A Case of Conscience at the Council of Trent, 1562-63
The nature of the episcopacy underlay many debates at the Council of Trent (1545–63) but exploded to the surface during the crisis over episcopal residency in the winter of 1562/1563. Pope Pius IV had previously called on Cosimo I, Duke of Florence, to instruct the bishops from his territory to vote against residency by divine right and for residency by papal authority. Cosimo wrote to those bishops, but not everyone complied. Pietro Camaiani, the Bishop of Fiesole and Cosimo’s former secretary, defied his patron’s call and was one of the few Italian bishops to vote for episcopal residency iure divino. He justified himself to Cosimo, citing his liberty of conscience, knowing well that such defiance spelled the end of his rapport with the Duke and his tenure as Bishop of Fiesole. This paper attempts to explain why Camaiani would vote for residency by divine right and explores the significance of the larger debate.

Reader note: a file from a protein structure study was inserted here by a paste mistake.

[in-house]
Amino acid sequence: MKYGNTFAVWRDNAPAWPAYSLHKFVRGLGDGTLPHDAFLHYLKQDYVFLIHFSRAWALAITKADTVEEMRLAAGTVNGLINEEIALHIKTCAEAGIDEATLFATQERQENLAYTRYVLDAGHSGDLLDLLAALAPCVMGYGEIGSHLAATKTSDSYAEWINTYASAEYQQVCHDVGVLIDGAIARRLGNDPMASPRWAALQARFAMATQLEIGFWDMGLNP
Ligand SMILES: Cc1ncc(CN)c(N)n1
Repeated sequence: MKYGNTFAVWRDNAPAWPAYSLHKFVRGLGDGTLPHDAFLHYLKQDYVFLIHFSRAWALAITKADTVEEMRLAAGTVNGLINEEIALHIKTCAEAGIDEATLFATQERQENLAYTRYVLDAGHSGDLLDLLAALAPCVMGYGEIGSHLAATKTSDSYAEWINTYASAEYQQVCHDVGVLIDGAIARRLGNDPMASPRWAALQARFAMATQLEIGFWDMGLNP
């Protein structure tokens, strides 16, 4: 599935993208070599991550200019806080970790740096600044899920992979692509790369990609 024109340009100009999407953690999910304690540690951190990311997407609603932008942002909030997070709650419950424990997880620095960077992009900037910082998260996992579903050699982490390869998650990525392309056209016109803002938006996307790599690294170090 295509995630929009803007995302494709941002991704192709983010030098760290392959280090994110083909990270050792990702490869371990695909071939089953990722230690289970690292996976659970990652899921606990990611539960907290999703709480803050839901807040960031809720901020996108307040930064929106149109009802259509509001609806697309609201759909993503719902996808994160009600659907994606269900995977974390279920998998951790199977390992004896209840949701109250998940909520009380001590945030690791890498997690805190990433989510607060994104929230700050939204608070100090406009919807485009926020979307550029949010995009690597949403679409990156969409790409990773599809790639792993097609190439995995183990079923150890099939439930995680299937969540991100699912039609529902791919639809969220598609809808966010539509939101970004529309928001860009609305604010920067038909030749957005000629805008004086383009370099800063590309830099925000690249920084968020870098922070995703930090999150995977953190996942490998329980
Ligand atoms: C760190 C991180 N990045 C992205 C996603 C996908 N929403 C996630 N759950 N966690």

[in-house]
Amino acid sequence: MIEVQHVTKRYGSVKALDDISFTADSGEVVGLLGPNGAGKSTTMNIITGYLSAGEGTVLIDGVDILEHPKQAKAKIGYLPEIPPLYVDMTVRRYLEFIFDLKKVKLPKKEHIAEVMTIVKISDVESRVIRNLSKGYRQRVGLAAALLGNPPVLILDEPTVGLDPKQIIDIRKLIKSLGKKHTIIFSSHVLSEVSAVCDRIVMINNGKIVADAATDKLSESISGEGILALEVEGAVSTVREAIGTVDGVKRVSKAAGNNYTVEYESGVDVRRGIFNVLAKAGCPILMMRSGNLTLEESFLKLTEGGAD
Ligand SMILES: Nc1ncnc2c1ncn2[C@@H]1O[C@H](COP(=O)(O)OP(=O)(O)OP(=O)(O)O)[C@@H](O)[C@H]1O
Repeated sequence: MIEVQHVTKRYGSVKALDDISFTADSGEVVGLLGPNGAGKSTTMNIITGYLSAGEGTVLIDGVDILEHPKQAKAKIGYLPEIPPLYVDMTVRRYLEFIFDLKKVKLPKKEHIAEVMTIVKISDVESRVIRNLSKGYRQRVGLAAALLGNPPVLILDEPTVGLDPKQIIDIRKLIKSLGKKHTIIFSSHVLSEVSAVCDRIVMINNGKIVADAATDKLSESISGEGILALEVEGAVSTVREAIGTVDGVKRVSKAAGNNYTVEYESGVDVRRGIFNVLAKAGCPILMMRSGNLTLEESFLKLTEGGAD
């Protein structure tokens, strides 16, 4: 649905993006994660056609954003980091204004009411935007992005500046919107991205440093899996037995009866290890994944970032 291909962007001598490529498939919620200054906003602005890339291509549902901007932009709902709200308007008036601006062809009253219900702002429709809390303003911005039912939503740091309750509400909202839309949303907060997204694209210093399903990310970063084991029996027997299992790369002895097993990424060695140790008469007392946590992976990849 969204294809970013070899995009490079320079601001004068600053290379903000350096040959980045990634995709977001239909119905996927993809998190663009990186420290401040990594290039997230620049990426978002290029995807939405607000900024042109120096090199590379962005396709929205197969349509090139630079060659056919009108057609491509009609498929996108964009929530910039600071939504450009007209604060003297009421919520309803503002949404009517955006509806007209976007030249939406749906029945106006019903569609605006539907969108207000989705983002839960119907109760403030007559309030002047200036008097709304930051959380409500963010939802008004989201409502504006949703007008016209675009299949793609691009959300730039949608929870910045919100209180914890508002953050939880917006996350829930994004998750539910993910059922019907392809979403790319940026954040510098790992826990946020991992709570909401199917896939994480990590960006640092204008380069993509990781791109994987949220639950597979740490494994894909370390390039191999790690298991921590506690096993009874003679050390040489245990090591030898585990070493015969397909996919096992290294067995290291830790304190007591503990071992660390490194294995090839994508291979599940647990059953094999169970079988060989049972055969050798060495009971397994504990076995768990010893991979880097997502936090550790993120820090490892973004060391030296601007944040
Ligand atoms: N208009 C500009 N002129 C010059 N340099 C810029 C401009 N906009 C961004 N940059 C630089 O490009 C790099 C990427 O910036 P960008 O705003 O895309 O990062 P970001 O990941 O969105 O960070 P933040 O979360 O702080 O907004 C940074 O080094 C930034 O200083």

J. G. Amato is a PhD candidate in early modern European history at Stanford University.